Aston Martin recently revealed fresh details of the high-revving, naturally aspirated 6,5-litre V12 engine that is set to power the upcoming Valkyrie. And now the managing director of Cosworth, the firm that helped the Gaydon-based automaker develop the big engine, says it would need rebuilding (or replacing) at 100 000 km.
Interestingly, that’s double the distance at which the Mercedes-AMG One’s turbocharged 1,6-litre V6 is expected to require a rebuild.
Speaking to Car and Driver, Cosworth boss Bruce Wood said the 65-degree V12 would require only routine maintenance before it hit that figure.
"Our expectation is that at 100 000 km would be replaced," Wood told the US-based publication.
“That's not to say we think there is going to be a hole through the side of it, but our expectation would be that a lot of the components would be worn out,” he explained.
“The reality is that if anybody got to that point, we'd take the engine out, strip it, and crack-test it. If the block was fine and not excessively worn, there would be no reason not to rebuild it with new pistons and valves," Wood added.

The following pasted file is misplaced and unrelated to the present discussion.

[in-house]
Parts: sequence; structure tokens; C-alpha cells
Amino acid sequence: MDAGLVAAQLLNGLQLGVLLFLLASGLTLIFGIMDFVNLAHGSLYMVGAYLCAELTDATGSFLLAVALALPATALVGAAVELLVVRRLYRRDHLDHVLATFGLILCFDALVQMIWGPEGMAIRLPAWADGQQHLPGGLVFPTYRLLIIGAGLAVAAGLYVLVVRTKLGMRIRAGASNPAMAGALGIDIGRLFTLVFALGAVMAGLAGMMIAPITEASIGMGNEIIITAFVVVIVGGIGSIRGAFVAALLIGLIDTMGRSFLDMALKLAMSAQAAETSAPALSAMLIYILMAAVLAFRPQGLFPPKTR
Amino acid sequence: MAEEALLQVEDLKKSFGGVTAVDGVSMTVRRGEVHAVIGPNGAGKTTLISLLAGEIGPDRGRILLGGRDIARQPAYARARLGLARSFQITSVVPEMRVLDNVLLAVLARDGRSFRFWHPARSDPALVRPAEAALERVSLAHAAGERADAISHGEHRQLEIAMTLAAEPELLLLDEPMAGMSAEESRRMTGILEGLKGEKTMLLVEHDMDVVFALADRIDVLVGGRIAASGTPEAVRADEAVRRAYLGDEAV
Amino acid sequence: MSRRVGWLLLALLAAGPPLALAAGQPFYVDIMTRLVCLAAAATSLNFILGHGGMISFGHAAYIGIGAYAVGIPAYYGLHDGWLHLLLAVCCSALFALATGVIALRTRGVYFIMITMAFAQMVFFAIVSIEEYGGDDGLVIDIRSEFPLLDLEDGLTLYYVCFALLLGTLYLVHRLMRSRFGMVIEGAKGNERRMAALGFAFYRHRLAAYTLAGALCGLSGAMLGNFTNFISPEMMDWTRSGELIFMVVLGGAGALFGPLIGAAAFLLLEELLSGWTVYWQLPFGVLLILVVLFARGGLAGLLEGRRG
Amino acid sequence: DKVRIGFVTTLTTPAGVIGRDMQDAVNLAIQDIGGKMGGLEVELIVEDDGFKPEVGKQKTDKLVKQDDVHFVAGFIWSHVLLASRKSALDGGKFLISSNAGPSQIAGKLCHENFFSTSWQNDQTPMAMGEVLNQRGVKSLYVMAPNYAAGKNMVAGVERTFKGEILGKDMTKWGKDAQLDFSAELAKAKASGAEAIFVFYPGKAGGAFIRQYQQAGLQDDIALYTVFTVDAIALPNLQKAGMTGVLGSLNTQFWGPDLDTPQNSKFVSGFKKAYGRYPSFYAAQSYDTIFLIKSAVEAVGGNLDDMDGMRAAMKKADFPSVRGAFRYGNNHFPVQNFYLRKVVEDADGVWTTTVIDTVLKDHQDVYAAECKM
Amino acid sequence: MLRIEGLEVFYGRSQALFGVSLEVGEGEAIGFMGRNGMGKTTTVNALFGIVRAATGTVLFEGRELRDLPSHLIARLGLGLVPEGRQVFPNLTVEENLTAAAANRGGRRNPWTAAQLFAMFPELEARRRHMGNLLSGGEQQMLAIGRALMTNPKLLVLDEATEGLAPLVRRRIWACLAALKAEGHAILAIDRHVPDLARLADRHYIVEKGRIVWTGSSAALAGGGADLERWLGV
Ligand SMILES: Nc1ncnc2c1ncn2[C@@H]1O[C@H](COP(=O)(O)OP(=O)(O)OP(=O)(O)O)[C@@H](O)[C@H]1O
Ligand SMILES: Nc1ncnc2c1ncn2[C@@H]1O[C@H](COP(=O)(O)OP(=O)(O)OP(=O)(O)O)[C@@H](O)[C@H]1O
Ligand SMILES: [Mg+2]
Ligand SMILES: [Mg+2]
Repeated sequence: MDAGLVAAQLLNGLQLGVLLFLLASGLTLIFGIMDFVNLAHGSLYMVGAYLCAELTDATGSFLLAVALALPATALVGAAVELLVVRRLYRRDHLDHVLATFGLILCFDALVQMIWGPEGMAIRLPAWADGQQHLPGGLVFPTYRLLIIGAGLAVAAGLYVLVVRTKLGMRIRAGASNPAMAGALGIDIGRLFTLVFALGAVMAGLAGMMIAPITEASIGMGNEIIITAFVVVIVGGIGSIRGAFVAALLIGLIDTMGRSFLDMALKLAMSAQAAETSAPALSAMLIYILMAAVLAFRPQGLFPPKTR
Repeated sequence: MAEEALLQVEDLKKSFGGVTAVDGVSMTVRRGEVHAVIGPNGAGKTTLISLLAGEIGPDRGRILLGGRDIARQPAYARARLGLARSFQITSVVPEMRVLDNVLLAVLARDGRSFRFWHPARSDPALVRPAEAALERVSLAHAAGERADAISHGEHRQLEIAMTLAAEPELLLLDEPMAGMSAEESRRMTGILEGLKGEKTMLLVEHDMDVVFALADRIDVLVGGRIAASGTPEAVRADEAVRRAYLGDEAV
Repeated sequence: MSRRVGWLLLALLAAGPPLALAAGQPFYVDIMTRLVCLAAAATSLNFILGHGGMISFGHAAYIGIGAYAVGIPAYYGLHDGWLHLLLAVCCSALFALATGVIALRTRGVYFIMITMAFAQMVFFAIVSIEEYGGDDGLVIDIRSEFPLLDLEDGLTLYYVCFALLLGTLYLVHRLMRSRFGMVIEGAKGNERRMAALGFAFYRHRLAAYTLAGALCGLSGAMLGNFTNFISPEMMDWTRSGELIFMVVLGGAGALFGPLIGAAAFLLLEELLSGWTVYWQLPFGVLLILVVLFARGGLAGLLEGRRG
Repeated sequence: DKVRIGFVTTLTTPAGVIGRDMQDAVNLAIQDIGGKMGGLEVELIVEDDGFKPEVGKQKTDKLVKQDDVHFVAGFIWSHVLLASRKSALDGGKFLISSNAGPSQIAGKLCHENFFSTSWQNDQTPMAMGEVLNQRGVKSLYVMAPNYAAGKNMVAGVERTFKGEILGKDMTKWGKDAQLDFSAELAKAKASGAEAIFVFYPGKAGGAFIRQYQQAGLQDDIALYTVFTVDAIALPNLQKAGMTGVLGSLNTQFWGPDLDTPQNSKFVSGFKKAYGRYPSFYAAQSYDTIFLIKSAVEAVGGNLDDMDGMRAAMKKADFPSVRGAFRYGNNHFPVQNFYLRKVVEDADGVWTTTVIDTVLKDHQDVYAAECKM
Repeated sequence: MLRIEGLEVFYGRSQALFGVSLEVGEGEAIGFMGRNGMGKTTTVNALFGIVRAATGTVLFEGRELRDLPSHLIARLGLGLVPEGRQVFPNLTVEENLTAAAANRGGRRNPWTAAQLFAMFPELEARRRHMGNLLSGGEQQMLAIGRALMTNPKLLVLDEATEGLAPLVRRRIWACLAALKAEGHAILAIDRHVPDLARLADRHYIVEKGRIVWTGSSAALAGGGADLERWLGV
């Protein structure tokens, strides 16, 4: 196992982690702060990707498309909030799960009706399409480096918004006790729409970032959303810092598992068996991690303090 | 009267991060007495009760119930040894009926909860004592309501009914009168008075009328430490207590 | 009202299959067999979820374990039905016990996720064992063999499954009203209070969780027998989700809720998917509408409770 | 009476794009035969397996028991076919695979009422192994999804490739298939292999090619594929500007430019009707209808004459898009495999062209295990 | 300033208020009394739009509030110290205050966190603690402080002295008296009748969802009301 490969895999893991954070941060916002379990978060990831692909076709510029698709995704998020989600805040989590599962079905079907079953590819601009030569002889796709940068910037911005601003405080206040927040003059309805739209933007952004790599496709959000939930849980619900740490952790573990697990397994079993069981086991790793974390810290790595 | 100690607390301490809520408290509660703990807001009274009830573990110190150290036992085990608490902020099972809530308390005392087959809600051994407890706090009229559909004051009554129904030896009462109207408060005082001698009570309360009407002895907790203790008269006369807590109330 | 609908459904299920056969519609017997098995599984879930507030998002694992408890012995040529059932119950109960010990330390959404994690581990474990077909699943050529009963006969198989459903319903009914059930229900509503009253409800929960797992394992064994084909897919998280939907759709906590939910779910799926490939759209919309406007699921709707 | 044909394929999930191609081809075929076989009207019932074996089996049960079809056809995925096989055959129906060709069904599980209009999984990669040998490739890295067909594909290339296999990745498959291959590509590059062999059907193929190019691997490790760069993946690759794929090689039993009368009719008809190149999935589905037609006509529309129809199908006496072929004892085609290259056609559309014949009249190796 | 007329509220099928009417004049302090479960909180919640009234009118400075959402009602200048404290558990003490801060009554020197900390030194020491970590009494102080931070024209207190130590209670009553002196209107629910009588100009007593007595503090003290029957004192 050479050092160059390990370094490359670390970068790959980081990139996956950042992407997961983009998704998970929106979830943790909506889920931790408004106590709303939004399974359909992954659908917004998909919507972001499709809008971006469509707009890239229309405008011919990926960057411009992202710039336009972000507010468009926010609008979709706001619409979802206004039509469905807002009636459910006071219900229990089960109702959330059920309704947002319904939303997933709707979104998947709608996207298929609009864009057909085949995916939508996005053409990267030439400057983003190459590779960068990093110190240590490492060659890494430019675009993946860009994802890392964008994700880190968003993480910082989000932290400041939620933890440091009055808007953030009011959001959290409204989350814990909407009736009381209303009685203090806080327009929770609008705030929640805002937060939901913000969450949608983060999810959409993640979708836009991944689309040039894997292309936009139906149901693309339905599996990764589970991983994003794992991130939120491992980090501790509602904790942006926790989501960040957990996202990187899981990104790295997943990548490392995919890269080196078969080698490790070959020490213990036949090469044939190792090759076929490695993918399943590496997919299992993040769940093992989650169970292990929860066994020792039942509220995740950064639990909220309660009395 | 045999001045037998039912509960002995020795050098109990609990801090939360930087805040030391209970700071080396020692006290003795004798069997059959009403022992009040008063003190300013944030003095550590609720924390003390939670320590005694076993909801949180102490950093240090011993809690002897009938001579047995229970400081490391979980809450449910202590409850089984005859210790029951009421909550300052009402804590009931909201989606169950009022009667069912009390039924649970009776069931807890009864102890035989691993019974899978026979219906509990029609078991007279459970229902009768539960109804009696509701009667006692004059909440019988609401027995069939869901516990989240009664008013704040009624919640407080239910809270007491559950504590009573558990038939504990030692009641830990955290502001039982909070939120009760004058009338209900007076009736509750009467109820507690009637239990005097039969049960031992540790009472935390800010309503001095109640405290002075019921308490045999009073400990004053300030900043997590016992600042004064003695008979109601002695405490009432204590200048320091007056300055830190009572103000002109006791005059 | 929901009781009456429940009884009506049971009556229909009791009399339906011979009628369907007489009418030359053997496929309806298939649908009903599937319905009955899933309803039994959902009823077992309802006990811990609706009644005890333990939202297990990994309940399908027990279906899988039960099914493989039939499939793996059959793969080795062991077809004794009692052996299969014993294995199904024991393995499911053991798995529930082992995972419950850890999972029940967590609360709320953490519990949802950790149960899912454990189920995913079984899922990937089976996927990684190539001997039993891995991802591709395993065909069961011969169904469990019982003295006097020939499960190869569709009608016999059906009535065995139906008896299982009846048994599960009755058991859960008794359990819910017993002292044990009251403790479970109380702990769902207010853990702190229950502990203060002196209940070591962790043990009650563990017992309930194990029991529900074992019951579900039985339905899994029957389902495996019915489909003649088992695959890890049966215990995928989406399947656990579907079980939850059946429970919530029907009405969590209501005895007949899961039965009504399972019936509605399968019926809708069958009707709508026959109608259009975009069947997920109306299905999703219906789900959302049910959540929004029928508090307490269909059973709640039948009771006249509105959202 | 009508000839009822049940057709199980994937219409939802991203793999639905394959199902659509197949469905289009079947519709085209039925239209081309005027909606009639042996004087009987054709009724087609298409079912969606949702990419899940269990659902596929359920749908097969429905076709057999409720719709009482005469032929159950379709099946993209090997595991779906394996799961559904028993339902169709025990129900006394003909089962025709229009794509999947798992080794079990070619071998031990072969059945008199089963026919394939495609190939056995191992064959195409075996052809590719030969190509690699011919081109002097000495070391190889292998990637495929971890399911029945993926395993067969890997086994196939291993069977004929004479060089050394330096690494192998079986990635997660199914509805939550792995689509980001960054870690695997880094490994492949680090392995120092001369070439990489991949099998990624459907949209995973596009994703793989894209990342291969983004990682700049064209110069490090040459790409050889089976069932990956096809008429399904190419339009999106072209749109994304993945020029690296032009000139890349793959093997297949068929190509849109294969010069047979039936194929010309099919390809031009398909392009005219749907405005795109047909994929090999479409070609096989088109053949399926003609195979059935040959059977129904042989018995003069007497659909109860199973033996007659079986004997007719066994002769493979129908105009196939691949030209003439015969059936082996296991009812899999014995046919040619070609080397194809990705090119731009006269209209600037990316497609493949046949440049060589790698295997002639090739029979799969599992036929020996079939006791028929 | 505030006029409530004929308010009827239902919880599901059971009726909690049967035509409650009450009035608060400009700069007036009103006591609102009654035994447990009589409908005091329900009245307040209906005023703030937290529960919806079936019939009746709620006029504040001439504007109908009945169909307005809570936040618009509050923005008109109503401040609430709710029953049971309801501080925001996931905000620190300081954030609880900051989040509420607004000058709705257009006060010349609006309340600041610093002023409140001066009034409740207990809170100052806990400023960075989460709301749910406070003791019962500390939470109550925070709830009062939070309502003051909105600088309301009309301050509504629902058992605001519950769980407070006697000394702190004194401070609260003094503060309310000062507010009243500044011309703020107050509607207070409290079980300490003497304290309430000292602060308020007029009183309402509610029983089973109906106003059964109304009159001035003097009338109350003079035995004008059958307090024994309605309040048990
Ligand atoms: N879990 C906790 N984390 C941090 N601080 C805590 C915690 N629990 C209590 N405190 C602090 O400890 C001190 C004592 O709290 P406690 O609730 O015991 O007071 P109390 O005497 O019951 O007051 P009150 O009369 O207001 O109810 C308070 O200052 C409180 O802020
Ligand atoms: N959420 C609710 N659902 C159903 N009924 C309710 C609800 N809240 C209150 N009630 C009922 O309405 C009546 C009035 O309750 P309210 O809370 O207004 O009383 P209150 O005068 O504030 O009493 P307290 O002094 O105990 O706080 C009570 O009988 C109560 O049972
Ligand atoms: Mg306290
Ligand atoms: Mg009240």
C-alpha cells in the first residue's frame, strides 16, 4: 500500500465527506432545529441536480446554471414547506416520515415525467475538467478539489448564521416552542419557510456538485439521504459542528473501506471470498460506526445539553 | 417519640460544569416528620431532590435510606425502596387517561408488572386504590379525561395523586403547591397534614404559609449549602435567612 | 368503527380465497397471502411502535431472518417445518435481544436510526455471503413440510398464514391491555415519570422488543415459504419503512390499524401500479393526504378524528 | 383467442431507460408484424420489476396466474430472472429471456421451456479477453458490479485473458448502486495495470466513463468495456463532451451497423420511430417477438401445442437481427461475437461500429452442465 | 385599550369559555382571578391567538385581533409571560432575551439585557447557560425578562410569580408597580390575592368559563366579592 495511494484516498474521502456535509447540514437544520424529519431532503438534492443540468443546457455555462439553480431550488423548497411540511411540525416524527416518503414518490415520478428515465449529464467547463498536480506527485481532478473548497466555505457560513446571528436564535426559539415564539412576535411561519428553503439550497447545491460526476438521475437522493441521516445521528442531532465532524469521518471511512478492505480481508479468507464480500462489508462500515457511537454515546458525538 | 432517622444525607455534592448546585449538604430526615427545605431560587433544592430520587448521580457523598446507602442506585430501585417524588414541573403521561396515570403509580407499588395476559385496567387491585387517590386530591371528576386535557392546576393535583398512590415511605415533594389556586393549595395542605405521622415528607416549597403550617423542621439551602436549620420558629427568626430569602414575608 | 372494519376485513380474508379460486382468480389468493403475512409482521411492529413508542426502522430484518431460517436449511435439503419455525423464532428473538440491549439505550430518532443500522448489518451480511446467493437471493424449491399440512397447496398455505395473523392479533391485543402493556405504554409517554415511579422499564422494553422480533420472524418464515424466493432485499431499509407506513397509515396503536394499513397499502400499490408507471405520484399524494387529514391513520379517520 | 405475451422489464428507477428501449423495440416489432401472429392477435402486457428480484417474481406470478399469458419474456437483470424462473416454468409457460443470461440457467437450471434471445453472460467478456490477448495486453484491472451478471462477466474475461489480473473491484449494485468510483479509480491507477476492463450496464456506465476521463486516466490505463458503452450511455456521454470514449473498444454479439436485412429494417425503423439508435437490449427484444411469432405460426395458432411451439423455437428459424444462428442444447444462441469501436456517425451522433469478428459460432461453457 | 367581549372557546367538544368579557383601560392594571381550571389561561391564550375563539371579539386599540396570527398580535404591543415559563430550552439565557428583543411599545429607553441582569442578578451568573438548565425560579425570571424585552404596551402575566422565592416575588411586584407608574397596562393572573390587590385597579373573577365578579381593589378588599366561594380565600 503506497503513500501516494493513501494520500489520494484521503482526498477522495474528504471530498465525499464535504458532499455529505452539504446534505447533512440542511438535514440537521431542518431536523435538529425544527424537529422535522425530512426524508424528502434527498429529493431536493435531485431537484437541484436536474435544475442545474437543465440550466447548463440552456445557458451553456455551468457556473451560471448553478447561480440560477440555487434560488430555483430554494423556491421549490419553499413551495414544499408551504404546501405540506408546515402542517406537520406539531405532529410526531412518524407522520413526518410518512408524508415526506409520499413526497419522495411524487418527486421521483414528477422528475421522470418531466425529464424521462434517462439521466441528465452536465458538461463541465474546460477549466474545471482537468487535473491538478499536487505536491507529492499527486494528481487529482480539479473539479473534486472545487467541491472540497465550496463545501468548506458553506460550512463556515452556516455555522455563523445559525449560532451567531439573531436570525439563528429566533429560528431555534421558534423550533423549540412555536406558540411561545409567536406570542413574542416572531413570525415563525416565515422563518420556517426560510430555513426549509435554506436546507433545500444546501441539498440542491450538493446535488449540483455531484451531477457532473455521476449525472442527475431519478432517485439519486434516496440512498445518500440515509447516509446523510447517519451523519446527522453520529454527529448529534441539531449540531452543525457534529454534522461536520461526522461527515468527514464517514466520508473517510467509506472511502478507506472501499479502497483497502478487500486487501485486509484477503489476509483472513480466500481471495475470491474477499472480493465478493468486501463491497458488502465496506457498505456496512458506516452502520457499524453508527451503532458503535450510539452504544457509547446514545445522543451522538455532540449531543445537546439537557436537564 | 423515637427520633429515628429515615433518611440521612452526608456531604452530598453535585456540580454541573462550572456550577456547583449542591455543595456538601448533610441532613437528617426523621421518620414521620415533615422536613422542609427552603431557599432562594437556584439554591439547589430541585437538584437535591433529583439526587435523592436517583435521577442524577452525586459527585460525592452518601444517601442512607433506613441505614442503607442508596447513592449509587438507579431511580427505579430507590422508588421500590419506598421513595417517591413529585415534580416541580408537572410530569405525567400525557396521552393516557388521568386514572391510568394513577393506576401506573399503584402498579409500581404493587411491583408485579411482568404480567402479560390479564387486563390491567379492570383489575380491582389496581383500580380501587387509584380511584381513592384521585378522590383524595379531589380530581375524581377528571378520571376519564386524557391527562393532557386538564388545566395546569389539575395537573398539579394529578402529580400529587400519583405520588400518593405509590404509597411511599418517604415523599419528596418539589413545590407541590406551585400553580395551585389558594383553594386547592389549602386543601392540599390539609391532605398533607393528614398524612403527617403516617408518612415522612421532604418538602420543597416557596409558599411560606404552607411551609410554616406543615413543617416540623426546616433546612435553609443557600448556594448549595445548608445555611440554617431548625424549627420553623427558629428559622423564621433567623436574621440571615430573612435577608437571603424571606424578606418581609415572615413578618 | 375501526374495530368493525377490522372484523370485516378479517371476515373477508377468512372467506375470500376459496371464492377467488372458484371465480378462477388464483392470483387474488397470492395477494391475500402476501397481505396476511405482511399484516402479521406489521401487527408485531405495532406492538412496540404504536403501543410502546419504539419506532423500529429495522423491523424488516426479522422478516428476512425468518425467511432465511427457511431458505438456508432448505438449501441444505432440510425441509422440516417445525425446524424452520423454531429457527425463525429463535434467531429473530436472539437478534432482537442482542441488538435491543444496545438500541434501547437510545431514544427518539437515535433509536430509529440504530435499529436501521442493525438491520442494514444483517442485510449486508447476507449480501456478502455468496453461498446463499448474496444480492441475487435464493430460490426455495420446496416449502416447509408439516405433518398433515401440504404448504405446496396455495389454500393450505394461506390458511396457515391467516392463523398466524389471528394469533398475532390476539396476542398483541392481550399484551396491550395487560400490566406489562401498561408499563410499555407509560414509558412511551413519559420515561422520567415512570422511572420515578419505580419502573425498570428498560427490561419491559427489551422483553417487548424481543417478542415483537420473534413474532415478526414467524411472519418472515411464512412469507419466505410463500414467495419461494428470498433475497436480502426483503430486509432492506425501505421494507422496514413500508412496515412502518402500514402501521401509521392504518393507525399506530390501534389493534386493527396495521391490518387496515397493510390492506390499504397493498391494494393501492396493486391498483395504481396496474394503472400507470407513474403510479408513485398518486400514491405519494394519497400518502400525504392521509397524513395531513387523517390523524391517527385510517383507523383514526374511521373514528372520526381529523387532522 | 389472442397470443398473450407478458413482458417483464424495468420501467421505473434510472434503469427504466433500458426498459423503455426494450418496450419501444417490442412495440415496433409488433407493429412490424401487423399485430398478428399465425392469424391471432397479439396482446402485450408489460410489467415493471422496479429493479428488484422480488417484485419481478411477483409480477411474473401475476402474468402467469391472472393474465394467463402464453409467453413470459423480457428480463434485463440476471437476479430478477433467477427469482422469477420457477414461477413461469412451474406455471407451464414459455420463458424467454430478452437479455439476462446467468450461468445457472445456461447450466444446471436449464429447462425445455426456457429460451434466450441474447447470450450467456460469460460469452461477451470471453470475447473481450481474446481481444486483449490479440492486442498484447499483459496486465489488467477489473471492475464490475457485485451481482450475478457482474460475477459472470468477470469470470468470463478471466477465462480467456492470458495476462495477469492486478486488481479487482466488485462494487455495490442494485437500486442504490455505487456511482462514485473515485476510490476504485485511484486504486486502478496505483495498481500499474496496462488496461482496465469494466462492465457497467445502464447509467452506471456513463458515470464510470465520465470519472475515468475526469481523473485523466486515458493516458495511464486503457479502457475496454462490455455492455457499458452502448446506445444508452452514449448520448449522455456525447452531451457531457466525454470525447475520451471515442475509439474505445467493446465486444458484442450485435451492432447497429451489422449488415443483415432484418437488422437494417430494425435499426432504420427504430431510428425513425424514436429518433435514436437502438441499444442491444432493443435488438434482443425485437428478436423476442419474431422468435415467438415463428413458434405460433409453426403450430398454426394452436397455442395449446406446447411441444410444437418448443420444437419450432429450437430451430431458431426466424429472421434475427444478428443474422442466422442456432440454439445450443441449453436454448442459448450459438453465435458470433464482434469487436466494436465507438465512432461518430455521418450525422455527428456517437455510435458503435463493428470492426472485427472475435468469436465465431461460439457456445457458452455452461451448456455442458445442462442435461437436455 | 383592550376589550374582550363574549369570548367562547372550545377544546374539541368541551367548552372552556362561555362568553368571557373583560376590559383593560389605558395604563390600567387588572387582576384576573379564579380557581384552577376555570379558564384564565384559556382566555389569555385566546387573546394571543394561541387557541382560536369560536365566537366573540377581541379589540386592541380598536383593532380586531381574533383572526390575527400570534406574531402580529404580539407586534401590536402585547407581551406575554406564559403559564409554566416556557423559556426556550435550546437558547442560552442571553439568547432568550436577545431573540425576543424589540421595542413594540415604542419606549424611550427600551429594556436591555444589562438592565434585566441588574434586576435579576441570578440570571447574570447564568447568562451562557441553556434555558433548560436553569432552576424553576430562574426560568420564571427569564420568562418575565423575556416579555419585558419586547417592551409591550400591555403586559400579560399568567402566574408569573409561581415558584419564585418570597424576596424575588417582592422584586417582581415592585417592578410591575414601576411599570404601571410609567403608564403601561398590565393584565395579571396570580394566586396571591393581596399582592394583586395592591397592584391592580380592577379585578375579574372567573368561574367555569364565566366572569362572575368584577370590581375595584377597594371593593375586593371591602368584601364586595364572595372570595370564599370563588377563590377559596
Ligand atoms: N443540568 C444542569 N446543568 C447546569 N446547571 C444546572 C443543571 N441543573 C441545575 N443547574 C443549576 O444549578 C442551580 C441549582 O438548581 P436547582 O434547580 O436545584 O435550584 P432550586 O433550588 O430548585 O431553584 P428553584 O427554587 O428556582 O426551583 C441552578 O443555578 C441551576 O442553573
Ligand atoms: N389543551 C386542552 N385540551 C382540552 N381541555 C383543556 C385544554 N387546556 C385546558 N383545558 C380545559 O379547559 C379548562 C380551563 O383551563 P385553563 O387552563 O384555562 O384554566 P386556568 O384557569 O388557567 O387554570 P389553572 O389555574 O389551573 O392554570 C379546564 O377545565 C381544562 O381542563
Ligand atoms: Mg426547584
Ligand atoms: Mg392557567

As a reminder, the Valkyrie’s V12 displaces 6,5 litres and boasts a certified peak power output of 746 kW (that’s a pleasingly round 1000 bhp) at a lofty 10 500 r/min. Peak torque of 740 N.m is on tap at 7 000 r/min, while the engine revs to a maximum of 11 100 r/min.
Of course, the Valkyrie’s performance figures will be further boosted by a battery hybrid system, with Aston Martin set to reveal these details at a later stage.
Ryan has spent most of his career in online media, writing about everything from sport to politics and other forms of crime. But his true passion – reignited by a 1971 Austin Mini Mk3 still tucked lifeless in a dark corner of his garage – is of the automotive variety.